In their discussion of the Trinity, theologians have developed a number of terms to help explain, as precisely as possible, what God is like. When someone speaks of the “ontological Trinity,” also known as the “immanent Trinity,” it is in reference to the nature of God.
Ontology is the philosophical study of the nature of being. The “ontological Trinity” refers to the being or nature of each member of the Trinity. In nature, essence, and attributes, each Person of the Trinity is equal. The Father, Son, and Holy Spirit share the same divine nature and thus comprise an ontological Trinity. The teaching of the ontological Trinity says that all three Persons of the Godhead are equal in power, glory, wisdom, etc.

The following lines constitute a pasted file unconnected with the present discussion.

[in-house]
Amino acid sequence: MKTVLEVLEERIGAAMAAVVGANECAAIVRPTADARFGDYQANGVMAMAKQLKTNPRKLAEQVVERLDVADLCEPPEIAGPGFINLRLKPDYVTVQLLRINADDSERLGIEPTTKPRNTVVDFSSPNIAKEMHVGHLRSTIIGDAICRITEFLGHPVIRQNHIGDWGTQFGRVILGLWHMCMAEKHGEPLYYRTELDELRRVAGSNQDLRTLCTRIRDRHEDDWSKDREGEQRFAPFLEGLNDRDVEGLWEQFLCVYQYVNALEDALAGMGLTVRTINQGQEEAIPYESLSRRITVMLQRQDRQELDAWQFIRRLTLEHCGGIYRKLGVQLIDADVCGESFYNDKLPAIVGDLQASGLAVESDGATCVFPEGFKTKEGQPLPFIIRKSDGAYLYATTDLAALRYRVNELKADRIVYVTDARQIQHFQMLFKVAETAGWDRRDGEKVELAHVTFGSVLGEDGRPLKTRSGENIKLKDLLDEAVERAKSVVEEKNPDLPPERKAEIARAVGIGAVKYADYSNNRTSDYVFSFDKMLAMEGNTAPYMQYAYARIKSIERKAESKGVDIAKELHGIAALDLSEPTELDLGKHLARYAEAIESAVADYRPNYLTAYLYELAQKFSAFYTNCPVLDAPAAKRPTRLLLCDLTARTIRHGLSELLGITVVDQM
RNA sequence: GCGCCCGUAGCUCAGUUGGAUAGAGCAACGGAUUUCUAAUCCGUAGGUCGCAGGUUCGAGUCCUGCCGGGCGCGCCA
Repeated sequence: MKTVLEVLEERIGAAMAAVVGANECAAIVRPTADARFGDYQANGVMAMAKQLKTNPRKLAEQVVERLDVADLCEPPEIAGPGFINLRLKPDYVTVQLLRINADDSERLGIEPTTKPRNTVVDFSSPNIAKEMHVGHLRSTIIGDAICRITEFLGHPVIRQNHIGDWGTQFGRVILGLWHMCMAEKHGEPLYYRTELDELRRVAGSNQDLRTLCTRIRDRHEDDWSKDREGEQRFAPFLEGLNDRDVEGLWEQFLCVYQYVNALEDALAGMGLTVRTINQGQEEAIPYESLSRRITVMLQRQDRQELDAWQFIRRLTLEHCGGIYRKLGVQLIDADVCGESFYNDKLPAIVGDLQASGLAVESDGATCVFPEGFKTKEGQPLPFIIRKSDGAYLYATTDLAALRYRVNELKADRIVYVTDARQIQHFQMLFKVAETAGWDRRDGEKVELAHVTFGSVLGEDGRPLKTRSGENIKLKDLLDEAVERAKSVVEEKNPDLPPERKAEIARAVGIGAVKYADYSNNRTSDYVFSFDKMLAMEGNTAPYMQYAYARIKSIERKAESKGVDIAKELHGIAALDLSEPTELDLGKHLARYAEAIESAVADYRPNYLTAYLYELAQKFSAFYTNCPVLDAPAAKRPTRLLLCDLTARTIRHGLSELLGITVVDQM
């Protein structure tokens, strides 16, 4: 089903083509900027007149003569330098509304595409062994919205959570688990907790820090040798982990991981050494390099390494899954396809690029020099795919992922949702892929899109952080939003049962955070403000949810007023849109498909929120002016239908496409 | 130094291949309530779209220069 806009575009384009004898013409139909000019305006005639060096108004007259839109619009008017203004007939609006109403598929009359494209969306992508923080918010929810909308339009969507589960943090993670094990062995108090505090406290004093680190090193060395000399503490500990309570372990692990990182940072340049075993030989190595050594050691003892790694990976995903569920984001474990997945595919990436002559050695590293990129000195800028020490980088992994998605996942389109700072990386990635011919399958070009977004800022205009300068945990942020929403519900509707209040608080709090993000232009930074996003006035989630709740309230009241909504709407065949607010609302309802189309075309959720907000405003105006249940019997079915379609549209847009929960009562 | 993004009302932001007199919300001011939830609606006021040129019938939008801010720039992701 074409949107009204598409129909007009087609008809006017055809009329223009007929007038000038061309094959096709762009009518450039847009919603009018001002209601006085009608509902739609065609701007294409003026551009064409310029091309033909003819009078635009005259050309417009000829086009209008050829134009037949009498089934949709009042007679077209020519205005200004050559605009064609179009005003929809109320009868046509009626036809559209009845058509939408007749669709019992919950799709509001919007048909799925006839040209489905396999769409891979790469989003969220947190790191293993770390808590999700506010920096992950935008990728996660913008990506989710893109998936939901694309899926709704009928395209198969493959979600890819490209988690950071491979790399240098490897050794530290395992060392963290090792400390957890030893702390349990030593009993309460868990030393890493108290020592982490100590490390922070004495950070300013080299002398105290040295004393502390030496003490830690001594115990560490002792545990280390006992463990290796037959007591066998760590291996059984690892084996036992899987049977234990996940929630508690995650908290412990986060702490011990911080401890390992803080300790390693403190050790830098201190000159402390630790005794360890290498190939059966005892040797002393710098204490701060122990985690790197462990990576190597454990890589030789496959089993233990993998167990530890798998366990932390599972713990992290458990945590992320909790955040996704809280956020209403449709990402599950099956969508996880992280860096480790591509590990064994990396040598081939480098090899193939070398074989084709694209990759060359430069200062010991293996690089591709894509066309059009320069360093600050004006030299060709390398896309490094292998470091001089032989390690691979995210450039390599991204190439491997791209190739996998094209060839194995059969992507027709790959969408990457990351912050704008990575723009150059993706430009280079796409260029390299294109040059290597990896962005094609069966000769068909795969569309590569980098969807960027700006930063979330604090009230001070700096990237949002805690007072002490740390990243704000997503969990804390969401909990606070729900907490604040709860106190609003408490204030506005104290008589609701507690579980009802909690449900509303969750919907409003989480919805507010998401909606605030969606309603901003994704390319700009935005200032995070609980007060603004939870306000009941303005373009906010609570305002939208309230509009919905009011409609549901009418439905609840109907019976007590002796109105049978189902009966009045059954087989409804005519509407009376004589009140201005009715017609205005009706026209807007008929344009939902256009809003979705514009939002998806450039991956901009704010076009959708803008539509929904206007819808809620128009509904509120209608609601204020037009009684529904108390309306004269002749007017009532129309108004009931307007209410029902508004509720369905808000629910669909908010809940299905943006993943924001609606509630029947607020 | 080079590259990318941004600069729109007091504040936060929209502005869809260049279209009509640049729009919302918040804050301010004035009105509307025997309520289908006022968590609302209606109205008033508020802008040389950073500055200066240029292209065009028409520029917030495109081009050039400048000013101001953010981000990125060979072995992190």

The ontological Trinity is also sometimes called the “essential Trinity.” It is often mentioned in conjunction with the economic Trinity, a term that focuses on the relationships within the Trinity and each Person’s role in creation and salvation. The term ontological Trinity focuses on who God is; the term economic Trinity focuses on what God does.
The ontological Trinity is basic Christian doctrine and is foundational to all Christian belief. John 10:30 says that Jesus and the Father are one, by which it is meant that they are of one nature. In Matthew 28:19 Jesus tells us to baptize “in the name of the Father and of the Son and of the Holy Spirit,” clearly equating the three Persons of the Godhead.
Below is the best symbol for the Trinity we are aware of (click to expand):